June 19th, 2008  |  Published in Roth IRA  |  Comments Off on Roth IRA: No Required Minimum Distribution

If you have a Traditional IRA or 401(k), you are required by tax rule to start taking required minimum distributions (most of the major brokerages have tools to help you manage this) by April 1st of the year after you turn 70 1/2. One of lesser known benefits of a Roth IRA is that there is so such similar requirement to take required minimum distributions. You are in total control when it comes to RMDs and Roth IRAs.

Granted, you can begin taking distributions at 59 1/2 on 401(k)s, so by the time you reach 70 1/2 you may need those distributions. However, it’s always nice to know that you can take out your funds on your terms, especially since the government won’t have let you touch it without penalty (outside some generally negative situations, first home excluded).

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My post on Naming Beneficiaries on Retirement Plans was selected as an Editor’s Choice at the Money Hacks Carnival #17 – Music of the ’80s hosted at Mrs. Nespy’s World. Thanks!

Tax Underpayment Penalty on Roth IRA Conversions

June 18th, 2008  |  Published in Roth IRA  |  1 Comment

If you’re considering converting your Traditional IRA to a Roth IRA, remember that you will need to pay taxes on the conversion amount and you may be subject to an underpayment penalty because of it (if you fail to file estimated tax payments).

The federal tax law regarding underpayment is straightforward. If you pay more taxes this year than you owed last year, you’re in the clear. If you don’t but are within 90% of your tax liability, you are also in the clear. State tax law will differ and you’ll have to check with your state (for example, Maryland’s law is that you have to pay more than 110% than last year or be within 90%).

So, if you make a conversion, be sure to begin paying estimated tax payments with a 1040ES so you aren’t subject to a penalty. As always, consult with a tax professional before you make any important decisions.

Warning About Snowflaking into Roth IRAs

June 6th, 2008  |  Published in Roth IRA  |  2 Comments

Snowflaking, or micropayments, is a clever idea but when it comes to paying off debt but when you are talking about contributing towards retirement, you have to keep several things in mind.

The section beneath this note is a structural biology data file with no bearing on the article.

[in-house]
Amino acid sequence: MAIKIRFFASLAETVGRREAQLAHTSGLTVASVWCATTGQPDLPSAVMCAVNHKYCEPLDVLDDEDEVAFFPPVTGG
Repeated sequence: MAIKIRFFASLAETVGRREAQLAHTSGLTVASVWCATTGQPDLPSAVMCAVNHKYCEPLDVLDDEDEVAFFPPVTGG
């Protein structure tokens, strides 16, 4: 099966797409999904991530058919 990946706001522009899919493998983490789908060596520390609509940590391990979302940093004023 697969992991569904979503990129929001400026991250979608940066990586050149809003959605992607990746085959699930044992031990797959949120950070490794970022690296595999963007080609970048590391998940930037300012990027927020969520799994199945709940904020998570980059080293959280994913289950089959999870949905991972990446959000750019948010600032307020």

First, the rules of a Roth IRA, which will be easiest to snowflake into, state that you are only permitted to contribute earned income. If you don’t have a full time job and are relying on small irregular income such as filling out surveys or performing odd jobs, you won’t be able to contribute that to a Roth IRA unless you claim it as income. While you should always claim that as income, oftentimes people don’t and so you could find yourself in a quandary if you don’t claim it as income but still contribute into a Roth IRA.

If you have a full time job and the take home pay exceeds the $5,000 limit, you have nothing to worry. If you don’t declare that income, you have enough regular income to contribute so the snowflaking still works. If you don’t have W-2 or other earned income, you could run into problems.

Second, keep track of your contributions. If you are irregularly contributing to your Roth IRA, it may contribute too much in a year. If you do and have to make withdrawals, it can become a pain to roll back the contributions (you have to calculate how much of the annual appreciation is the result of your over-contribution and then pay taxes on it).

If you keep those two concerns in mind, everything should be dandy!

Early Withdrawal IRA Rules for Senior Citizens

June 6th, 2008  |  Published in Disbursements  |  Comments Off on Early Withdrawal IRA Rules for Senior Citizens

I had a reader Wallace send in this question:

What is the law regarding premature IRA CD withdrawals by senior citizens without penalty?

Wallace,
The law regarding premature IRA withdrawals depends on the type of IRA you have. If you have a Roth IRA, you can withdraw your principal without penalty as long as it’s been in the account for five years.

If it’s a Traditional IRA, you pay a 10% penalty in addition to your marginal tax rate if you are under the age of 59 1/2.

There are a few exceptions to the 10% early withdrawal penalty that may apply to your situation:

  • You are permanently or totally disabled,
  • You are unemployed and are paying for health insurance premiums,
  • You are paying for college expenses for yourself or a dependent,
  • You are paying for medical expenses exceeding 7.5% of your AGI,
  • Or the IRS has levied your retirement assets to pay off your tax debt.

If you fit any of those categories, you avoid the 10% penalty but you still have to pay your income tax on those funds.

Please consult with a tax professional before making any decisions, rules are constantly changing and this information may be out of date.